Dar port stakeholders sign pact to reduce congestion

Congestion of containers at Dar Port
Container handling services at the Dar es Salaam port will improve further after key stakeholders enter into agreements that would allow operators to shift cargo that had overstayed to the Inland Container Depot (ICD).

The Storage capacity of the Dar es Salaam port is about 11,500 containers which is 100 per cent density. But only 65 per cent has been the maximum storage capacity beyond which the port becomes congested.

"Sometimes, the port has been handling containers at between 70 and 80 per cent of its storage capacity, but efficiency declined and caused delay of ships at the anchorage," remarked The Tanzania Shipping Agents Association (TASAA) Secretary, Mr Peter Kirigini.

He said in Dar es Salaam at the signing ceremony on Wednesday that the agreement would empower the Tanzania Ports Authority (TPA) and the Tanzania International Container Terminal Services (TICTS) to remove containers which have overstayed to leave open space for the incoming and outgoing cargo.

Mr Kirigini said the move will enhance efficiency and decongest the port while cutting costs which importers shoulder for delays due to lack of  enough space for putting the containers. The charges for overstayed cargo for more that seven free days are between 20 and 40 US dollars for 20 and 40 feet containers respectively. But the charges may double for goods that have overstayed for more than 21 days. Free period goods on transit are 15 days.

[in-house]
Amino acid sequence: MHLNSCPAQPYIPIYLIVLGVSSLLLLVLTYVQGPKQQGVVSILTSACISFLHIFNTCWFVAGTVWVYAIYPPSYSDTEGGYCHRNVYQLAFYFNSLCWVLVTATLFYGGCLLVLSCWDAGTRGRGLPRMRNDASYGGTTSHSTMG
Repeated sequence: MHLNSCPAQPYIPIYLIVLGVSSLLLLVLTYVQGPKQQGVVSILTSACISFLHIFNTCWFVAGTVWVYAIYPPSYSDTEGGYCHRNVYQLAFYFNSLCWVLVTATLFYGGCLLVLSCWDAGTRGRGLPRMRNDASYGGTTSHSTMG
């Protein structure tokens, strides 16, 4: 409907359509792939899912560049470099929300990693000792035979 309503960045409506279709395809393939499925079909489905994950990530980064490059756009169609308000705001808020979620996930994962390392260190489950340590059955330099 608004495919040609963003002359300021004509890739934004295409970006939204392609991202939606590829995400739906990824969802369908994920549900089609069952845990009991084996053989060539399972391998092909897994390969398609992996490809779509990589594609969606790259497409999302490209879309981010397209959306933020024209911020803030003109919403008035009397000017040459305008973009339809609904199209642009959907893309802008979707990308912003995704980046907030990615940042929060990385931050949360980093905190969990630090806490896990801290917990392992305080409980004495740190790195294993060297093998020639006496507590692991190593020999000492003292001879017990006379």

"This is a major step for effective and efficient container handling services at the port which will further bring solutions to the problem of decongestion," said Mr Ephraim Mgawe, the TPA Director General.

Mr Mgawe said the move has further improved the agreement which was already  in place that will see increased choices for importers to either use the  port storage facility or the ICD.

Some of the port stakeholders who signed the agreement include TPA, TICTS, TASAA, Tanzania Freight Forwarders Association (TAFFA) and ICD operators.  The ICD operators Manager, Mr Ali Lilani, said apart from increased efficiency, the agreement would help cut unnecessary congestion of trucks  at the port as most of the containers would be placed in the inland port.

"The formalisation of the container handling operations to the ICD is a major milestone into making the port one of the most efficient in the East African Region," he remarked. Recent reports show that cargo clearance is more efficient due to computerisation of many processes, leaving little room for unprofessional acts like corruption.

Likewise, the port has increased its market share in East Africa after handling 16 per cent more containerised cargo last year, thanks to road improvement, which saw a substantial reduction of Mombasa Port share. The port last year handled 475,000 twenty-foot equivalent units (TEUs) compared to 415,000TEUs of previous year.

The Dar es Salaam Port Manager, Mr Cassian Ng'amilo, was recently quoted as saying the outstanding performance was due to increased container berths at the port as five ships are handled at a go. The port can now handle six containers ships at a go thus reducing congestions greatly.

The improvement of roads to Burundi and Rwanda is one of the moves that led to better movement of cargo. Kenya Port Authority (KPA) recent data show that the Mombasa port handled  18.9 per cent less or 552,449 tonnes of cargo from Tanzania, Burundi, Rwanda and the DRC in the nine months to September last year.
Source: The Daily News,www.dailynews.co.tz, reported by Sebastian Mrindoko

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